Josephine Hammond not long ago wrote an article for Onyx magazine discussing baby names in the African American community (of which Hammond is a member). I’ll let you read her article and her concerns about people giving their children “imaginative” names.
Recently, the actor Shia LeBeouf, who experienced a lot of schoolyard teasing and bullying because of his unusual first name, made a public plea with celebrities to stop giving their children weird names (such as Nicolas Cage naming his son Kal-El, a name from the Superman comic books).
This morning, I realized there’s an aspect of this I hadn’t thought about before: giving your child a more or less common name, but with an imaginative spelling. The way this came up this morning is that there was an Amber Alert on TV about an abducted girl in our state. Now, from the outset I don’t anyone to infer in any way that I’m making fun of this girl or her situation: what follows should make it clear that I am concerned about her and wanted to find out what I could about her situation.
The sound cut out on the TV just as they were giving the particulars of the Amber Alert. All I got was her name and age, not her location. I wanted to find out if she was in our area, so I Googled the name, which the TV announcer said was “Brittany Mayo.” I soon found out there are lots of Brittany Mayos around the USA, but I could not find this particular one. After much searching, I found the story. The girl’s name is Brittny Joynn Mayo.
I never, never in a million years would have thought to Google “Brittny” because I never would have spelled it that way. I might have tried “Britney” at some point, since Ms. Spears’ redneck Louisiana mama graced her with that spelling.
The name Brittany comes from a real place. It is one of the Celtic lands and is part of modern-day France. Naming your child Brittny or Britney or Britni is a little like naming a child Englynd instead of England.
When I was in school, there were a lot of Tiffanys in my grade. (And I guess if I were named after a jewelry shop, I’d rather be named Tiffany than, say, Zales.) Mine was the first generation in which little girls were named Tiffany, I think. Since then I’ve seen Tiffani, Tifani, and Tiffanie. I’m sure there’s a Tifni and a Tifney somewhere too.
Now, if your name is Deborah or Debra and people call you Debbie and you’d like to spell it “Debi” (for whatever reason), that’s your choice: it’s a nickname. But don’t saddle your child with the given name “Debi.” What if she wants to become an investment banker? Would you trust your portfolio to a Debi?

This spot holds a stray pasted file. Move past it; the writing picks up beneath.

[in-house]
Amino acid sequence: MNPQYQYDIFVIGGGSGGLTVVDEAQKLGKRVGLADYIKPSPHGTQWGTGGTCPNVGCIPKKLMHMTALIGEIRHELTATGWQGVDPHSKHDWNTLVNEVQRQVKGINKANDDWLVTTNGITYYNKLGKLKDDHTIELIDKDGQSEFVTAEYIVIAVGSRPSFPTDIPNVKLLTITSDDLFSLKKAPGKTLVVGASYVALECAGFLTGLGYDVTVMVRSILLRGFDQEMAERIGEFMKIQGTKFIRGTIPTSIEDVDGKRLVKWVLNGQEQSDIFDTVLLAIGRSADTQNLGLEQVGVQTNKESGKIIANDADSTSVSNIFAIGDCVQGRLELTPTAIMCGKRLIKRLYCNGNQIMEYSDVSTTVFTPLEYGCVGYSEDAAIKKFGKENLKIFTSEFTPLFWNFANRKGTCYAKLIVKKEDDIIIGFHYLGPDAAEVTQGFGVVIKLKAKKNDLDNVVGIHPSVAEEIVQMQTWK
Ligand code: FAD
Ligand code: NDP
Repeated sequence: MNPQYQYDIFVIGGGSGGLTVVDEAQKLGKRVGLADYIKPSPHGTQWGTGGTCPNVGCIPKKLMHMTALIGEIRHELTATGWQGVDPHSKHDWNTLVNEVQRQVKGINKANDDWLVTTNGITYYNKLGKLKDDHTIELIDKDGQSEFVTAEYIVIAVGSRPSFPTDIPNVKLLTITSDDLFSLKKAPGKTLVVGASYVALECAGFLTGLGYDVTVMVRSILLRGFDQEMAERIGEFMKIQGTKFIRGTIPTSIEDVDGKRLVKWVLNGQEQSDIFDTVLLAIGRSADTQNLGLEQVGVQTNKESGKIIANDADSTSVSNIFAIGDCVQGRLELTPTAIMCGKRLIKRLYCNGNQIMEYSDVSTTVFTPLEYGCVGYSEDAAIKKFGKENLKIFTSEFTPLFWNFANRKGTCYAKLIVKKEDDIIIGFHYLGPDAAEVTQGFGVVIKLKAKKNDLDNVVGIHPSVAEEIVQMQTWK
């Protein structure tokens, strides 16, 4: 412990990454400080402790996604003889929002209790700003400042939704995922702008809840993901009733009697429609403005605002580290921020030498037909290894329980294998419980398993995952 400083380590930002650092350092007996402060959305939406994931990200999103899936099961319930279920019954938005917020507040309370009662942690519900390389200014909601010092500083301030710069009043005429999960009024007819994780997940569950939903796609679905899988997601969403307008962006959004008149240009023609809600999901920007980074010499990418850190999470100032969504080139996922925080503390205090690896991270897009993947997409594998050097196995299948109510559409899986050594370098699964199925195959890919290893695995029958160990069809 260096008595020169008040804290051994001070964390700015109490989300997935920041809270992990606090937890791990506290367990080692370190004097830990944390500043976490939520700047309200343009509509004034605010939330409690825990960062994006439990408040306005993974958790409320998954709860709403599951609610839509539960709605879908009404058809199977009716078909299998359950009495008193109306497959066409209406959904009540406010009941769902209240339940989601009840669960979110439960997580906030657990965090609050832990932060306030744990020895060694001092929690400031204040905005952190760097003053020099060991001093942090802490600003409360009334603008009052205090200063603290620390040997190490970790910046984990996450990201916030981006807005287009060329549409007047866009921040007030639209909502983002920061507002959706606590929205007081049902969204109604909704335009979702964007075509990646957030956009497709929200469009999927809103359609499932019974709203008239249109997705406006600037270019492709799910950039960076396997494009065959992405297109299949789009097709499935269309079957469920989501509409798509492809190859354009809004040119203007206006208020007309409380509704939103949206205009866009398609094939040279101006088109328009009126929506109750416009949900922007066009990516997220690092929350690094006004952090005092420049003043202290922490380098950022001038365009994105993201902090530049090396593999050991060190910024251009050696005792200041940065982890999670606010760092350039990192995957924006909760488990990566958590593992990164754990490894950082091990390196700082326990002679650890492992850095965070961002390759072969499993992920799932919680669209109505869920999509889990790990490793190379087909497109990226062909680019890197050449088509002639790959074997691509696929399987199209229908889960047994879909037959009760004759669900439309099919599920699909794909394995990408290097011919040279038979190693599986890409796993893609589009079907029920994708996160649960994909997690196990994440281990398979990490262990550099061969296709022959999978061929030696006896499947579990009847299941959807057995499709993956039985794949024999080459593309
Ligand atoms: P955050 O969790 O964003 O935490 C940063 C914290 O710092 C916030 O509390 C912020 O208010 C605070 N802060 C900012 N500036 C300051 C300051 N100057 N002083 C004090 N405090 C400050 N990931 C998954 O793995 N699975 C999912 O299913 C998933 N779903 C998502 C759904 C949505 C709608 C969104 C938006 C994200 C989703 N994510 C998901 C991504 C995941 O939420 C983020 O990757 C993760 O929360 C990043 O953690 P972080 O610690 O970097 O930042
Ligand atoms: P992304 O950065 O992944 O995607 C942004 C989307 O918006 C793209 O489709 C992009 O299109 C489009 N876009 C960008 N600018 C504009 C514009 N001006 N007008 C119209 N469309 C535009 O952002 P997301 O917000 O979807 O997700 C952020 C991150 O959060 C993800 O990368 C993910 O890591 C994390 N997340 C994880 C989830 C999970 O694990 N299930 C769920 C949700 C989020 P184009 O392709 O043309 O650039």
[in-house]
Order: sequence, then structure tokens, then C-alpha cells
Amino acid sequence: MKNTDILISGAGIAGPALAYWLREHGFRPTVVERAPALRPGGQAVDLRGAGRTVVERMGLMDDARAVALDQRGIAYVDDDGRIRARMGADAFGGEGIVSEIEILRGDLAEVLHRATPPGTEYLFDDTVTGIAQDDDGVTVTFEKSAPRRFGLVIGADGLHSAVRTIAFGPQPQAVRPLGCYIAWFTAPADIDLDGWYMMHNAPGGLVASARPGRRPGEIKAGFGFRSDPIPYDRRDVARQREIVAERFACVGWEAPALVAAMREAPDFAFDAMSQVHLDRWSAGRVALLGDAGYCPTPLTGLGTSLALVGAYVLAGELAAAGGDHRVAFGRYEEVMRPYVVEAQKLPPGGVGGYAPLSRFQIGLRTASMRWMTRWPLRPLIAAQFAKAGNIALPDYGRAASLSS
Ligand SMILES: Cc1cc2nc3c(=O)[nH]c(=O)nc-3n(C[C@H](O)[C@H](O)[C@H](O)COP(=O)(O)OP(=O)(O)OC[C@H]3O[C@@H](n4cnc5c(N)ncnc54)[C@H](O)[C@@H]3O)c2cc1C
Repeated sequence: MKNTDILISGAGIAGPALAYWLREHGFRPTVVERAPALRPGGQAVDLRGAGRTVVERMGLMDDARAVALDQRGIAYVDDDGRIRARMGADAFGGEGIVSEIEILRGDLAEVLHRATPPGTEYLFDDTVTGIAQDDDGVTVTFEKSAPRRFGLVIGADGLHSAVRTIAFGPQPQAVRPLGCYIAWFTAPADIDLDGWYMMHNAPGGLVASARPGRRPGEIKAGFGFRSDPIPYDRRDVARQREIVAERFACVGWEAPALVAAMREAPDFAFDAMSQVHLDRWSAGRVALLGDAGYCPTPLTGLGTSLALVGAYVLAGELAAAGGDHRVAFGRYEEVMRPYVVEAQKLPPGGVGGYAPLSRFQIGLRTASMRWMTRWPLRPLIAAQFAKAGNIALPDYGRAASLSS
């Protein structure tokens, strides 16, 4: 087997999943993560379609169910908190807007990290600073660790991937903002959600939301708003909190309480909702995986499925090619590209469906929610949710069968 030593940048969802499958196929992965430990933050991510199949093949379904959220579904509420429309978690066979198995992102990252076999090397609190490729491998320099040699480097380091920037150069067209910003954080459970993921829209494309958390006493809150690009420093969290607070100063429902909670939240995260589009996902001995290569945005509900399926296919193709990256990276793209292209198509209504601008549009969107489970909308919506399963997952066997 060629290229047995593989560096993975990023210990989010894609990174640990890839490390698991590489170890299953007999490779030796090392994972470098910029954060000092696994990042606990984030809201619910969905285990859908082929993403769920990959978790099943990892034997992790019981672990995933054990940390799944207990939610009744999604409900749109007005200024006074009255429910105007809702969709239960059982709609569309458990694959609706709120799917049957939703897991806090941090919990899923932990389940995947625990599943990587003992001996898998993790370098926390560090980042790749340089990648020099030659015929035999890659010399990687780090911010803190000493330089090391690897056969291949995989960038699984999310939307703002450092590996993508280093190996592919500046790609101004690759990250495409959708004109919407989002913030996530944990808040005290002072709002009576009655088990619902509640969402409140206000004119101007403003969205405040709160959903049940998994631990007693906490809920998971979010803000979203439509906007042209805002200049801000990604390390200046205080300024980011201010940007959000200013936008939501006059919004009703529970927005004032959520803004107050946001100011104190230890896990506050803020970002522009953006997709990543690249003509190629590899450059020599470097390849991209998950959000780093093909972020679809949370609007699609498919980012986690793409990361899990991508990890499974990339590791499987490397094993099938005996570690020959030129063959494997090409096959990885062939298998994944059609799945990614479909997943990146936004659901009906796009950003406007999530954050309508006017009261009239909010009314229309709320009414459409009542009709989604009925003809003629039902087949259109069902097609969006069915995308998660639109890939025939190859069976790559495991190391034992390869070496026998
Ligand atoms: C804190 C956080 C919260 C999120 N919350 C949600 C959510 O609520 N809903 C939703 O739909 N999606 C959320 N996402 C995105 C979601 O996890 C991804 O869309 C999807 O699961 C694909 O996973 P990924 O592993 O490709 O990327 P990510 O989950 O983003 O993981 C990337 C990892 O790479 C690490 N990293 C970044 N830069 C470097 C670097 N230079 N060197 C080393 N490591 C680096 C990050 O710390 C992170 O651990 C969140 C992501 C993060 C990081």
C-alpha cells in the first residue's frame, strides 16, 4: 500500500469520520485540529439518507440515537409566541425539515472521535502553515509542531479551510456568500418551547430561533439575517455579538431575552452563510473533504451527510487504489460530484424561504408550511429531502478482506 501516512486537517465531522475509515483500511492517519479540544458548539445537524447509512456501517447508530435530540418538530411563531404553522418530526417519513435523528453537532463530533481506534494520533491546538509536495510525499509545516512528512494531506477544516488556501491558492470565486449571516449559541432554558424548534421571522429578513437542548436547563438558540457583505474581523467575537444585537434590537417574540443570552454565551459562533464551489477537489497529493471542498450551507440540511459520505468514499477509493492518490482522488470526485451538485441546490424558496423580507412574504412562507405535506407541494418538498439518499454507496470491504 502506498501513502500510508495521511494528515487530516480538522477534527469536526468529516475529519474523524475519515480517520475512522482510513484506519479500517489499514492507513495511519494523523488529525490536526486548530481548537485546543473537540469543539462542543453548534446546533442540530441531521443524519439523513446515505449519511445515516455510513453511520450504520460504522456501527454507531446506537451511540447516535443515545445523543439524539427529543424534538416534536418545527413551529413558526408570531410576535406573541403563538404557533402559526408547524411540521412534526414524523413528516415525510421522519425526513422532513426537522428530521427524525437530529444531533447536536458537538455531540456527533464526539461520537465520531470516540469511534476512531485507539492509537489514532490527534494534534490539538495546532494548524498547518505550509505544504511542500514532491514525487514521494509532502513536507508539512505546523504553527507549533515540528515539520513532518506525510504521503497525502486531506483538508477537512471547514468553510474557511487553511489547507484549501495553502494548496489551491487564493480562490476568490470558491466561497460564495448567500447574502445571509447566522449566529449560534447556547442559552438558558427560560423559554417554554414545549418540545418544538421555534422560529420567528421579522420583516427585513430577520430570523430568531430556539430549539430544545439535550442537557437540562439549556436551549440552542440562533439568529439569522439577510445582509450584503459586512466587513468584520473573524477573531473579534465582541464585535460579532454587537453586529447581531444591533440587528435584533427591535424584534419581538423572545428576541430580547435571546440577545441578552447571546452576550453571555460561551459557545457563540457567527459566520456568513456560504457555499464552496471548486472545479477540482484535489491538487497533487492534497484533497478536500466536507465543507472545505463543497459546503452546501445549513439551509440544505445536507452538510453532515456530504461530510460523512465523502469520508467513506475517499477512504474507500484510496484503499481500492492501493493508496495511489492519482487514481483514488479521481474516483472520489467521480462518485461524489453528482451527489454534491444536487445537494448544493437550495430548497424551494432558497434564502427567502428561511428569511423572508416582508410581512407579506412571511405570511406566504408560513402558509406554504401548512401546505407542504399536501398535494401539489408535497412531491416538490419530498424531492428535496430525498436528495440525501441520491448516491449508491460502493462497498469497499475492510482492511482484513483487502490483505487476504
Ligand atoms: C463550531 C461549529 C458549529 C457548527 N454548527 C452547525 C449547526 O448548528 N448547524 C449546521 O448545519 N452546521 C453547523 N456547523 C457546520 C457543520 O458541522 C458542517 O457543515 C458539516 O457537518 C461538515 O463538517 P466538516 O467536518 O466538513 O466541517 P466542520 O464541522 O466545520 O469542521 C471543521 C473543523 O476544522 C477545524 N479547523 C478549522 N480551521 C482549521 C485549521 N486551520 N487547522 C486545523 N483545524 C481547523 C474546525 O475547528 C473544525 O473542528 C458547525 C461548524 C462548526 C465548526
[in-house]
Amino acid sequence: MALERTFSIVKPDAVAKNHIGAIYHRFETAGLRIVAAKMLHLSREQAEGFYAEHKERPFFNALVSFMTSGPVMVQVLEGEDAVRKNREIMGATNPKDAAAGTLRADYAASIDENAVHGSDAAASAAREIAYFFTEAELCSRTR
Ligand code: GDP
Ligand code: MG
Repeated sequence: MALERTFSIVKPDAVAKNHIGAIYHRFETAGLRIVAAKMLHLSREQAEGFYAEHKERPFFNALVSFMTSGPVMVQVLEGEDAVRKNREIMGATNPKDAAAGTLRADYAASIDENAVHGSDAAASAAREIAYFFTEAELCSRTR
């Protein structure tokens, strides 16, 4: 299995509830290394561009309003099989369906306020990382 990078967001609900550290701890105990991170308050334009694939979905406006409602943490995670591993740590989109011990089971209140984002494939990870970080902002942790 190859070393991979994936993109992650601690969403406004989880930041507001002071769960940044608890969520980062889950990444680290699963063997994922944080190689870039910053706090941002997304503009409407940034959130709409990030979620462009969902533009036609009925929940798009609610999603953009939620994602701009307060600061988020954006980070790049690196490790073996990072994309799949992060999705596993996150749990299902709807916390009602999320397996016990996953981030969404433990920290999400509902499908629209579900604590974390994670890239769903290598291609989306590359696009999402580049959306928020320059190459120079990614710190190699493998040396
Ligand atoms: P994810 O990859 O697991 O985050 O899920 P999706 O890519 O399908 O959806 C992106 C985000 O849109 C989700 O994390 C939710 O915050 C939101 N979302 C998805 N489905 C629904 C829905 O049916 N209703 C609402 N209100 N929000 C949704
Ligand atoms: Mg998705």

Furthermore, if you have been stuck with an unfortunate spelling of a conventional name–Anfernee Hardaway, Andruw Jones–I believe you should have no qualms whatsoever about going down to the courthouse and having your name legally changed. Afraid you’ll hurt your parents’ feelings? They didn’t seem to think that much about you, seeing as they didn’t bother to consult someone who was familiar with the names “Anthony” and “Andrew.”
I live daily with a surname that people want to misspell (hence the blog title), but that is usually due to the listener’s laziness: I never say a “t”, but they put one down anyway (my last name is spelled exactly the way it sounds). It’s not the listener’s fault if they don’t spell “MeShaell” correctly when they hear “Michelle.” It’s the parent’s fault for the “creative” spelling.
Someone may need to find your child one day. Don’t create such an unncecessary hindrance.
To be sure, many names have multiple conventional spellings (Catherine Katherine Catharine Katharine Cathryn Kathryn comes to mind immediately), but most people are aware of such variations and will typically ask. But if your name sure sounds like “Cynthia”, only your mom decided to spell it “SinThea”, you’ll be finding it misspelled every day of your life.
(Aside for would-be pugnacious posters: yes, we have an Iain. No, it is not an imaginative spelling. His ancestors on his mother’s side are from around Dunfermline, and that’s how they spell it. “Ian” is an anglicized form of the name. What would have been tragic would have been insisting that people pronounce it “Eye-an,” as Mr. Ziering of 90210 apparently does.)